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      I've done some work with my Silhouette Cameo  Some basic car numbering and lettering, and the track and details on my ctc panel mockup.

       

       

       

       

      I've also used it to make stencils to paint lettering on a couple buildings.

       

      ____________________________________

      Bob, your Site Host and Benevolent Dictator.

    • August 14, 2020 4:40 PM EDT
      • Maryland, USA
         
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      Drooling over that control panel...

    • July 26, 2021 2:33 AM EDT
      • Kailua, HI
         
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      Resurrecting this thread to guide a purchase...

       

      I can procure CRICUT-brand cutters and supplies locally, which settles the brand debate.   They have the "Joy,"  "Maker 3," and "Explore 3."   Cheaper is always better, but not if it won't do what I want it to do, which is to make durable stencils and letters for our railroad and to augment the girls' crafting projects.  The "Explore 3" seemed to be a capability in excess of need, but I'd rather buy the right tool once.  Does anyone have any opinions on which is the right machine for most purposes?

       

      Thanks,

      Eric

    • July 26, 2021 8:21 AM EDT
      • Maryland, USA
         
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      I got the Cricut Air a few years back, and it does well with lighter materials. I wish I'd waited for the Maker though, I think you can cut thin styrene sheet with it. I've not kept up with the product line, but you might want to compare lists of what they can cut (and how thick), and make your choice based on which of those materials you'd care about.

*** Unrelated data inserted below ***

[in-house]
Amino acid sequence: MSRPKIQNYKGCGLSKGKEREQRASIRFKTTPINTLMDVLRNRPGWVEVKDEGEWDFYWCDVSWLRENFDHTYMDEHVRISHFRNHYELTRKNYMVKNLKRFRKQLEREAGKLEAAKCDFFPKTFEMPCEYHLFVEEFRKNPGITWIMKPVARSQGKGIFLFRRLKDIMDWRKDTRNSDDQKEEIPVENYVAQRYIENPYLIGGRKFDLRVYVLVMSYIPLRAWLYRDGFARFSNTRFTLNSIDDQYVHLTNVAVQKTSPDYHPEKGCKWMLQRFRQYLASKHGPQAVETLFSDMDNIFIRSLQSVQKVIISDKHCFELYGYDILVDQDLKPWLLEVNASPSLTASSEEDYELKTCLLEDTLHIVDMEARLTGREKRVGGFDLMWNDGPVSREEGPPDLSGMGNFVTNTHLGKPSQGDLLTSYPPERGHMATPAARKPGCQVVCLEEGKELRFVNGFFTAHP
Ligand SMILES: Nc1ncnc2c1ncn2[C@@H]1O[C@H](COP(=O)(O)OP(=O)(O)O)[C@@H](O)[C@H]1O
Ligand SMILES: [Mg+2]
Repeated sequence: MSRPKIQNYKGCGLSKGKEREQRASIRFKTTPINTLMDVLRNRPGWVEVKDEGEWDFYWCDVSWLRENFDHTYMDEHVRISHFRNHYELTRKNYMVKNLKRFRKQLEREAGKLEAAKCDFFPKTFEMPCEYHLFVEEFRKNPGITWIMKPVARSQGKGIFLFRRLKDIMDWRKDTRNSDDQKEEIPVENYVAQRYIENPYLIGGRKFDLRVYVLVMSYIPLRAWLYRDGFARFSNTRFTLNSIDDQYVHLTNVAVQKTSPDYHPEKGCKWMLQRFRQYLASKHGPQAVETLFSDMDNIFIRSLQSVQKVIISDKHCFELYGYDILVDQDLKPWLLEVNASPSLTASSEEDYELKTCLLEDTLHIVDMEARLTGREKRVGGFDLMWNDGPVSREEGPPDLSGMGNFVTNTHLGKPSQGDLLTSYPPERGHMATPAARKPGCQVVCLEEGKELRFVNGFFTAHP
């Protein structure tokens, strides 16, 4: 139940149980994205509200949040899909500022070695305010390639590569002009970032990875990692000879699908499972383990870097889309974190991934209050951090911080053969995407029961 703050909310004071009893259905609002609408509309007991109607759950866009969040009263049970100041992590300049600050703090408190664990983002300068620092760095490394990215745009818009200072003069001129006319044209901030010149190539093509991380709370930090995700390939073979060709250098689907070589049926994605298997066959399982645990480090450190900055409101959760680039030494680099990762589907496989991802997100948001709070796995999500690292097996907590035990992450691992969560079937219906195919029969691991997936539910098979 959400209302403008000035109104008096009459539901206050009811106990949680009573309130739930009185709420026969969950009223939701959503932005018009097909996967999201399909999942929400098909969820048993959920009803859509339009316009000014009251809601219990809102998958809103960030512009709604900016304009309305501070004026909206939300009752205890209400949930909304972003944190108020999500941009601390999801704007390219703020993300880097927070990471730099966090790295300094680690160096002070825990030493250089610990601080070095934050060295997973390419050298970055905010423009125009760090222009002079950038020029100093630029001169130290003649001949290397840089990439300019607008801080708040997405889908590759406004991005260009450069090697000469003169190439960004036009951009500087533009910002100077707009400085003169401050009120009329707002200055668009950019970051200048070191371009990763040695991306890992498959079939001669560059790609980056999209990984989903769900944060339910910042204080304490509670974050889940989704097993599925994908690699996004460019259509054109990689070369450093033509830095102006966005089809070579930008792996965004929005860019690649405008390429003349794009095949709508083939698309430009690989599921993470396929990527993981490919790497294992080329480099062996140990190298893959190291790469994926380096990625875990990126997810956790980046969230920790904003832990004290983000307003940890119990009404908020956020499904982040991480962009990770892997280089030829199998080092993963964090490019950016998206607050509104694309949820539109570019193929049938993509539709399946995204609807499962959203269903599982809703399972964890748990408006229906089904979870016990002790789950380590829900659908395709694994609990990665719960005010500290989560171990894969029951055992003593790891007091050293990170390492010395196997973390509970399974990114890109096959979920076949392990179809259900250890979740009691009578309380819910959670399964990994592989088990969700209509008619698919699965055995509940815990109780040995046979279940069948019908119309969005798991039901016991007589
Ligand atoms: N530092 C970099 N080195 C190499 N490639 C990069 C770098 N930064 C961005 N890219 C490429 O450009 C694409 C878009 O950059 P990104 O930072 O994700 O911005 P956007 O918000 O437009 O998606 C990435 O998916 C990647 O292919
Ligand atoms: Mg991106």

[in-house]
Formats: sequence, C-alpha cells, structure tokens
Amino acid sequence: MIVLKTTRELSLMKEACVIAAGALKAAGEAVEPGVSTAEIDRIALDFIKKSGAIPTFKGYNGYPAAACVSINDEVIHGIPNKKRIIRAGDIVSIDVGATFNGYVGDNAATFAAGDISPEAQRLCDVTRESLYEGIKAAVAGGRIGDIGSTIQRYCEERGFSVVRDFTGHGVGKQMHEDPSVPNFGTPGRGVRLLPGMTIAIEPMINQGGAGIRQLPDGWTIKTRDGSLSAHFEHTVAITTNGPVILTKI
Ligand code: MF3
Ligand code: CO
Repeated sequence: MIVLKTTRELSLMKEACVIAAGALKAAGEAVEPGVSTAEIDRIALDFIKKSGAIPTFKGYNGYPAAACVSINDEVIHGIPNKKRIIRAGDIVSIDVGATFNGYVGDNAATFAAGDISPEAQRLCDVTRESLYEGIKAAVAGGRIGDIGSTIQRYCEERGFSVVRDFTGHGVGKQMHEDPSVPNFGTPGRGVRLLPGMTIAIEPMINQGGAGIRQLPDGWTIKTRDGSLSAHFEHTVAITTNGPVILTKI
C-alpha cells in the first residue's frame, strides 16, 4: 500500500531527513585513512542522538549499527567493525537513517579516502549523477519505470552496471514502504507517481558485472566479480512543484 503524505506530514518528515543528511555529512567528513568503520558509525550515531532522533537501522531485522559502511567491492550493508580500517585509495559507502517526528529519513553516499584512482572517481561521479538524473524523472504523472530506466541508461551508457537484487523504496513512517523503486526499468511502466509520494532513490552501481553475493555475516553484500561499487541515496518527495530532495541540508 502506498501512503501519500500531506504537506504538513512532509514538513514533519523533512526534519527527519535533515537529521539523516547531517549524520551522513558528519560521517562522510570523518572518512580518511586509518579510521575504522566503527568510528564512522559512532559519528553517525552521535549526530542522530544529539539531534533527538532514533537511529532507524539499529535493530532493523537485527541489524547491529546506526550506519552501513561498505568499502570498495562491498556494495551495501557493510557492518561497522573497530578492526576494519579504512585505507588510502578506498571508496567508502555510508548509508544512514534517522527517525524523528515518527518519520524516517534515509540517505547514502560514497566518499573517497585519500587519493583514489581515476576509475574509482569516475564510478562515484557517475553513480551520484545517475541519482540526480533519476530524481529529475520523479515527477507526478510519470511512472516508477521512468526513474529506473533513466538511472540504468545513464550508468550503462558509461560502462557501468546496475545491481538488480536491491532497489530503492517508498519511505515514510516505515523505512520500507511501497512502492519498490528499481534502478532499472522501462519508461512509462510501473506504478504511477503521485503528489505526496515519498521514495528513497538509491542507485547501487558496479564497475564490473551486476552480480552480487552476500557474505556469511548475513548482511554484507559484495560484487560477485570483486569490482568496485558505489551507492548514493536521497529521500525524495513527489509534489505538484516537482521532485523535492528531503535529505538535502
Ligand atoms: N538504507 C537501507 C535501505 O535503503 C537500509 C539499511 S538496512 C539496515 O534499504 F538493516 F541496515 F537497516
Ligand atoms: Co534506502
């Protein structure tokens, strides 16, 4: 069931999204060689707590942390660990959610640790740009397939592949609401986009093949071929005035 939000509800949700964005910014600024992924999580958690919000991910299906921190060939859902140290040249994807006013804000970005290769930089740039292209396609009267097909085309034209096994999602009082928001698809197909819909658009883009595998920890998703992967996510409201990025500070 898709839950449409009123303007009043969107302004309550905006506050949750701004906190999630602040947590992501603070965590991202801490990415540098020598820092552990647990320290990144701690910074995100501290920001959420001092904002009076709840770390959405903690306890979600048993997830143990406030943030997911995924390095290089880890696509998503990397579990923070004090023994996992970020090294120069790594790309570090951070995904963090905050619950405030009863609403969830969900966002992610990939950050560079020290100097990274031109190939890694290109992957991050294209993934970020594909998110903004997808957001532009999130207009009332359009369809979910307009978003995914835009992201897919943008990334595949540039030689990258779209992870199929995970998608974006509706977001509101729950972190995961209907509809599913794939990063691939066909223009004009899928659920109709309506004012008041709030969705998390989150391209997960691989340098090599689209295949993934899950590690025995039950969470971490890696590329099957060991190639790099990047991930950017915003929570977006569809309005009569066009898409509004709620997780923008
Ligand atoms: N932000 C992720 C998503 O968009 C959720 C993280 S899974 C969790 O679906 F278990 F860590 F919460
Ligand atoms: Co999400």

• July 26, 2021 9:21 AM EDT
      • Marysville, Kansas
         
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      Combine your Cricut with a high quality printer and you can make some really neat signs.   These are printed on UV vinyl, cut on the Cricut and applied to some sheet styrene which I manually trimmed.   Haven't had the wife try trimming the styrene itself yet.

       

       

    • July 26, 2021 3:40 PM EDT
      • Maryland, USA
         
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      Those look great, Chris!

    • July 26, 2021 3:42 PM EDT
      • Charlottesville, Virginia
         
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      I wasn't real fond of the Cricut proprietary s/w and communications so I went with the Silhouette cameo 4.  Nice machine. There is an inkscape plugin for linux that will send an svg file directly to the cutter.  Cricut goes around suing everyone who tries to reverse engineer their com format, I consider that reprehensible, but perhaps that's just me.  Anyhow, the cameo does a great job, I've used it for stencils and lettering.  Granted the C&O scheme is not overly complex (to say the least) but it does a good job.

       

      The above is a stencil.

       

    • July 28, 2021 12:21 PM EDT
      • Post Falls, Idaho
         
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      I love my cutter. And i have used it for both vinyl letters and to make stencils that I can then paint the car. And another use is that you can cut thin styrene with them. Its a bit hard on the cutter blade but those are a cheap replacement. It will cut all the way through very thin stuff or make score marks on thicker stuff that you can then snap the piece out.

       

      ____________________________________